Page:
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Frank McFarland, loving husband, father, grandfather, sportsman, artist, architect, and craftsman, passed away peacefully the morning of December 1, 2021, at the age of 96, bringing to a close a long and well-lived life.
The youngest of six children, Frank was born at home in Ogden, Utah, on October 10, 1925 to Eliza Pearl McFarland and Henry McFarland. Henry died when Frank was seven months old. Although he had no lack of love, Frank’s childhood was often marked by financial poverty. This kindled in him a lifelong spirit of personal responsibility and creative problem solving.
Intent on serving his country during World War II, Frank enlisted in the Navy at the age of 18. He was stationed throughout the United States during his training as a Navy pilot.
He met Patricia Sellers on August 19, 1944, and both soon attended the University of Colorado-Boulder following the end of the war. Frank earned an architecture degree on the GI Bill as his and Pat’s romance blossomed. They married December 29, 1948, and would go on to have a daughter and two sons.
The family moved around the United States during Frank’s time working as an architect. That included a stint in Cody, Wyoming, where he worked on one of the highlights of this career: the Buffalo Bill Center of the West. The family eventually settled back in Ogden, next door to Frank’s brother, Elwood.
Frank was an avid golfer and skier. He had two holes in one in his golf career. He was a regular at Snowbasin resort throughout his life, getting his money’s worth out of every season pass he bought.
He enjoyed traveling throughout the United States and Europe with his wife and taking river trips with his son. He was devoted to his family and regularly enjoyed spending Thursdays with his daughter. He and his mother-in-law developed a strong relationship and he was a constant and willing help to her in her later life. He became a skilled stained glass artist and decorated the house with lamps, windows, and every Christmas, a new tree ornament. He was the most frequent victor in the unofficial family contest to produce the first ripe tomato of the season.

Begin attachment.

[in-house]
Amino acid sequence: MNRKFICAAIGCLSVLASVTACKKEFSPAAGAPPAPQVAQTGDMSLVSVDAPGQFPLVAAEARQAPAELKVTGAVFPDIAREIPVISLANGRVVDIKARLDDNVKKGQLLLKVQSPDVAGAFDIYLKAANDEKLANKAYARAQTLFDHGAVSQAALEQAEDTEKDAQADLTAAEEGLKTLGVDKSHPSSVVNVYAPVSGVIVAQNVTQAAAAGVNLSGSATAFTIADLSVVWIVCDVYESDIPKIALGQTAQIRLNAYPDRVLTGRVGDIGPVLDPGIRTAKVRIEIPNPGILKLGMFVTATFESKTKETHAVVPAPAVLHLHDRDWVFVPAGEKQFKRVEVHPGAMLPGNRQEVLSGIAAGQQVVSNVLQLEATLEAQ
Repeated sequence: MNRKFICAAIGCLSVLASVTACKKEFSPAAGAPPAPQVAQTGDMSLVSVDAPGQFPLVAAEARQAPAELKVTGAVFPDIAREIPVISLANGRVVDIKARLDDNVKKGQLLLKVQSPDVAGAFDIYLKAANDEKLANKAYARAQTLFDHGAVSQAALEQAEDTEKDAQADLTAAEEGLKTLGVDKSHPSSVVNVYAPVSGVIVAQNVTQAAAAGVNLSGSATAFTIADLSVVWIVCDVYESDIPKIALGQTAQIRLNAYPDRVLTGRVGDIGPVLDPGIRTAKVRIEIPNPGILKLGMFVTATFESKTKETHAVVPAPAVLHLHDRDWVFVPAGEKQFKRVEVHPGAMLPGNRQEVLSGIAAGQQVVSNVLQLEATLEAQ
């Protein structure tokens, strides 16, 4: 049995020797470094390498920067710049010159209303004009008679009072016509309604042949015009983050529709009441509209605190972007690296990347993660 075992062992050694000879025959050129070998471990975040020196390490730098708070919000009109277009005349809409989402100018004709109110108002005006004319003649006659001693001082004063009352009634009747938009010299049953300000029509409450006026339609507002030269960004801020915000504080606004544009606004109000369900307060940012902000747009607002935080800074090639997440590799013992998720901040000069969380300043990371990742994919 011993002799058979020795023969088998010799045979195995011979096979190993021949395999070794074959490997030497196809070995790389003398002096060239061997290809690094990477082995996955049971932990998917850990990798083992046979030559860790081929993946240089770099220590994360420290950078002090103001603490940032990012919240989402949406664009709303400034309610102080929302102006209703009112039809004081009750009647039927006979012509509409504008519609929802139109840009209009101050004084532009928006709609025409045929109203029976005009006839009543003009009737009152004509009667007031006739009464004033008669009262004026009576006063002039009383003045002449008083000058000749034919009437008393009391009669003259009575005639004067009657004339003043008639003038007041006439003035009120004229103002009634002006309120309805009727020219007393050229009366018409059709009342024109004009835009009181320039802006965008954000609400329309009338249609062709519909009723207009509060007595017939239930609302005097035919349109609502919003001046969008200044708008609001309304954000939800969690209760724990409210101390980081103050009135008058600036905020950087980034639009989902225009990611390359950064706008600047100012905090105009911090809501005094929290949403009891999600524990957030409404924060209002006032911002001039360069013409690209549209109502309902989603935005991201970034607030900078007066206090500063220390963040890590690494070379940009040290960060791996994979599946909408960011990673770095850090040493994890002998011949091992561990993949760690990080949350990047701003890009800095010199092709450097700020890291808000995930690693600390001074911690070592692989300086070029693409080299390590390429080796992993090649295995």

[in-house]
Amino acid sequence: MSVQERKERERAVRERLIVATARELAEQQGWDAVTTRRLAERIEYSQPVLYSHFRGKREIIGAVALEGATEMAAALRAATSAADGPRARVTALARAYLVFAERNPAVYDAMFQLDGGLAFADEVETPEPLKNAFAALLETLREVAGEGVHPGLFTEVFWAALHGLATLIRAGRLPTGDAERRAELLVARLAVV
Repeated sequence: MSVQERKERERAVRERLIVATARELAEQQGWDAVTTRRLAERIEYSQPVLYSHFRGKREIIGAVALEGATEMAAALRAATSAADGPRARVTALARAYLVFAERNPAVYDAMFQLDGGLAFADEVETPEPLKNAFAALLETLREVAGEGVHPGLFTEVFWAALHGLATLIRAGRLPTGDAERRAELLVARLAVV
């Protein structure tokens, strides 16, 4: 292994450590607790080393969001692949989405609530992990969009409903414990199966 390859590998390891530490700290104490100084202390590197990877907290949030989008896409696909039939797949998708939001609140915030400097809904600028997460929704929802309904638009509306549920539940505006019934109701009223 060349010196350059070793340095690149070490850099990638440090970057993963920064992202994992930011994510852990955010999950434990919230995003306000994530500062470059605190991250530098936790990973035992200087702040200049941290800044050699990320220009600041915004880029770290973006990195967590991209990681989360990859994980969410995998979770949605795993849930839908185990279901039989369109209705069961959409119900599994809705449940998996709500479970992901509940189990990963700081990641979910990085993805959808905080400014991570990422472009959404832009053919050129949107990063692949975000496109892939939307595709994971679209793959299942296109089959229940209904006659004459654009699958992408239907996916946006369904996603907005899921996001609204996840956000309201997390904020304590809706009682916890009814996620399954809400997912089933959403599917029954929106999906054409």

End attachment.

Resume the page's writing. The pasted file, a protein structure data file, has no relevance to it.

At his core, Frank was an artist and a craftsman who applied care and creativity in everything he did. Anyone who knew him can picture Frank puzzling out a problem or project, deep in thought, his tongue poking just slightly out the corner of his mouth. Frank’s quiet but wicked sense of humor never faltered. His kindness, gentleness, curiosity, sense of adventure, and his love are carried forward by all who knew him.
He is preceded in death by his wife, Patricia Sellers McFarland; his son Douglas Paul McFarland; and his parents Pearl and Henry McFarland. He is survived by his daughter, Joan Dallof; his son Steven McFarland (Meg King-McFarland); his granddaughters Sarah Dallof (Alexander) and Melissa Dallof (Shane Farver); and his constant canine companion, Mac.
The family wishes to express their most heartfelt thanks to Blake Roybal, who helped make Frank’s desire to continue to live independently at home a reality in his final years.
In lieu of flowers, please contribute to the Douglas P. McFarland Memorial Scholarship at Weber State University, 1265 Village Drive, Department 4018, Ogden, Utah 84408 or contribute online at: give.weber.edu/McFarland
In the interest of supporting education and the progress of medicine, Frank elected to donate his body to the University of Utah School of Medicine.
Condolences may be sent to the family at: www.leavittsmortuary.com
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